With global growth slowing, currency debasement has become an increasingly important factor for markets and economies as there is little organic growth. The economic strategy for weaker countries has shifted from focusing on increasing this organic growth to trying to take a bigger slice of the pie; this is the equivalent of trying to take market share by lowering prices in a declining industry.
But of course, these tactics are not going unnoticed by competitors. It is only a matter of time before other countries retaliate by depreciating their own currencies. We’re already seeing various forms of this with central banks around the world moving to zero and negative interest rate policy and their own forms of QE. It is a race to the bottom so to speak with seemingly little end in sight. The most benign end game is that we see continued currency wars in the years to come but given its increasing role in the global economy we should not be surprised to see military conflicts from these currency manipulations as well.
As for the effect on financial markets, expect to see extreme volatility in major currencies which should translate into increased volatility in other markets as well. When you have the third largest nation in the world in terms of GDP (Japan) blatantly attempting to crash its currency, it is going to have ripple effects around the world.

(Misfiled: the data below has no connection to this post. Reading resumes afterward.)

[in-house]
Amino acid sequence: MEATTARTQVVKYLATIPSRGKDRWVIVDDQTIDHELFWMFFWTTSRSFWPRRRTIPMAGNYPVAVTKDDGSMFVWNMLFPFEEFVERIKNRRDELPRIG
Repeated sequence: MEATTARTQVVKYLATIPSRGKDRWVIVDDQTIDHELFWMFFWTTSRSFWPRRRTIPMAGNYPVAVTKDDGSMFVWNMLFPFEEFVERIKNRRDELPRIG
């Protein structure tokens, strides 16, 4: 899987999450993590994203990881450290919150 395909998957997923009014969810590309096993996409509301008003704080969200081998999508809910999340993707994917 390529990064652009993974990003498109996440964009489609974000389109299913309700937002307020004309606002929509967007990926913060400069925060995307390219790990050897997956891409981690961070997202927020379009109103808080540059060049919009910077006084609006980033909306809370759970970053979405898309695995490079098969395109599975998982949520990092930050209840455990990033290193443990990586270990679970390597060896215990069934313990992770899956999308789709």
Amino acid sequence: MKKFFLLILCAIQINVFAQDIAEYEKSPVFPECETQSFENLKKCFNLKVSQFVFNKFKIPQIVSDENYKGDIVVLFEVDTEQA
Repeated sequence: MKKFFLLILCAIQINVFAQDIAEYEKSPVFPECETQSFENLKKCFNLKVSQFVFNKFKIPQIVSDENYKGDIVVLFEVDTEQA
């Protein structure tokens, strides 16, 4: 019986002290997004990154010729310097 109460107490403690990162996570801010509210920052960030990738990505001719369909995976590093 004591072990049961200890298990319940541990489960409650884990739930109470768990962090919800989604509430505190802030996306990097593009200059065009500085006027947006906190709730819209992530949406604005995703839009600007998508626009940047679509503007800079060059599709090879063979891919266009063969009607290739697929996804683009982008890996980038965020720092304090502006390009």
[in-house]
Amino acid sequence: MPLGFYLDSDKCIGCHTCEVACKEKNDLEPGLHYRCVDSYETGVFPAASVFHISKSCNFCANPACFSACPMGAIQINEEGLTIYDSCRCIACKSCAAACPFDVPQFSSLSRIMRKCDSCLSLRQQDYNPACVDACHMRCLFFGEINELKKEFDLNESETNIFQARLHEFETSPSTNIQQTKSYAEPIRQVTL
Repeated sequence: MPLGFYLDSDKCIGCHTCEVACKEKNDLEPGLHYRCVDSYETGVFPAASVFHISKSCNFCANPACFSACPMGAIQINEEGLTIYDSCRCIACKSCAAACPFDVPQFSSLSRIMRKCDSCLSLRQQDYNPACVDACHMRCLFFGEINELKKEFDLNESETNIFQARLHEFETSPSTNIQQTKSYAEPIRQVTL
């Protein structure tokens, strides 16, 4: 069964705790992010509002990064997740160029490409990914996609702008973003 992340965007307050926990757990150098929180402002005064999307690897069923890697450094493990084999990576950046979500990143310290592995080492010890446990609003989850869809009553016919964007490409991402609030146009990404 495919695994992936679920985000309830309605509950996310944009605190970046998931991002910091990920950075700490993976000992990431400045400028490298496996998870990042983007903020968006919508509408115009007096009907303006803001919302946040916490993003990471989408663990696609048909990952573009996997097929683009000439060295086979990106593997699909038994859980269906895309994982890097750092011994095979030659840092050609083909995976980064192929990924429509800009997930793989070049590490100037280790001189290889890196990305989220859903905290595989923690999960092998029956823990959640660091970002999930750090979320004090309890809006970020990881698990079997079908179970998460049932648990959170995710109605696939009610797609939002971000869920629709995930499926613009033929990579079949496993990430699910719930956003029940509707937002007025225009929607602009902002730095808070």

How long will a crashing Yen will be perceived as bullish for all? That is a more difficult question to answer as it comes down to investor psychology. For now, the prevailing psychology is undeniably euphoric, focusing on the short-term gains in the stock market and assuming this will continue ad infinitum. Perhaps, but as we know, psychology can change in an instant and sentiment within Japan is now highly divided over the current policy. At a certain point, confidence in a crashing currency will erode and investors will begin to question whether the BoJ is unable to solve Japan’s structural issues through printing money. Or worse still, they will begin to realize the many unintended negative consequences that corrupting one’s currency brings.